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The first California Condors that were hand-raised and released into the wild had behavioral problems that affected their ability to survive. Researchers trying to save the species have altered their training program for hand-raised birds to try to address the issues and increase the birds' chances.

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Woodland salamanders are - surprisingly - the top predator in North American forests, outranking bears, owls, wolves, etc. Also surprisingly, the unassuming little critters play a significant role in the global carbon cycle.

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Unfortunately, the late winter storms that ravaged California did very little to relieve the extreme drought conditions that prevail in the state.

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New research indicates that two tiny species of killifishes that were considered extremely endangered may in fact now be extinct following the destruction of their only known habitat.

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Around the backyard:

I believe I may have seen the last of the Yellow-rumped Warblers that visited the yard this winter. I haven't seen or heard any around for a few days now. The same can be said for Ruby-crowned Kinglets. I'm still seeing the occasional Chipping Sparrow and the Cedar Waxwings, although their numbers appear to have diminished. And actually, I have more American Goldfinches in my yard than I did a few weeks ago as more of the birds from farther south stream through on their way to their nesting grounds.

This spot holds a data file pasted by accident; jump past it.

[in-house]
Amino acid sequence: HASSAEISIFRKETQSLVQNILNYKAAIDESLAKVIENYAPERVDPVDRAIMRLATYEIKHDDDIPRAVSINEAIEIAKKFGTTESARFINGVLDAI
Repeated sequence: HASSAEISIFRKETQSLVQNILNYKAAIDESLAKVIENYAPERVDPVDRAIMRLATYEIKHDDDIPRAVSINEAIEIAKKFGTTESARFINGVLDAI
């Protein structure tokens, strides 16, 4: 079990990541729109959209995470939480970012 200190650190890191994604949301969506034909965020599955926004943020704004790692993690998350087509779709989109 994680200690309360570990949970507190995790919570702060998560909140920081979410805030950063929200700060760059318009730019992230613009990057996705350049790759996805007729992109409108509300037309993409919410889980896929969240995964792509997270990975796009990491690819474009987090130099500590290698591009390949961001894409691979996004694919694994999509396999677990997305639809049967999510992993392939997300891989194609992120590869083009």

But these days the backyard is dominated by the permanent residents and the summer visitors, like the courting Ruby-throated Hummingbirds I watched yesterday and the White-eyed Vireos whose song seems to ring out from every tree these days. April is in fact a month that is filled with birdsong. Happy, happy month.

 

Friday, April 11, 2014

Game of Goats

HBO's blockbuster series Game of Thrones has spawned a lot of take-offs - and rip-offs - but I have to say this is the best one yet!



Okay, all those other folks out there planning their GOT intros using kittens or puppies or duckies or whatever can just quit now. I don't think this can be topped. In the game of animal parodies of Game of Thrones, the House of Goats is the clear winner. And it was all done without nudity or incest and not a drop of blood shed!

Thursday, April 10, 2014

All the "skewed" numbers (With update 04/11/14)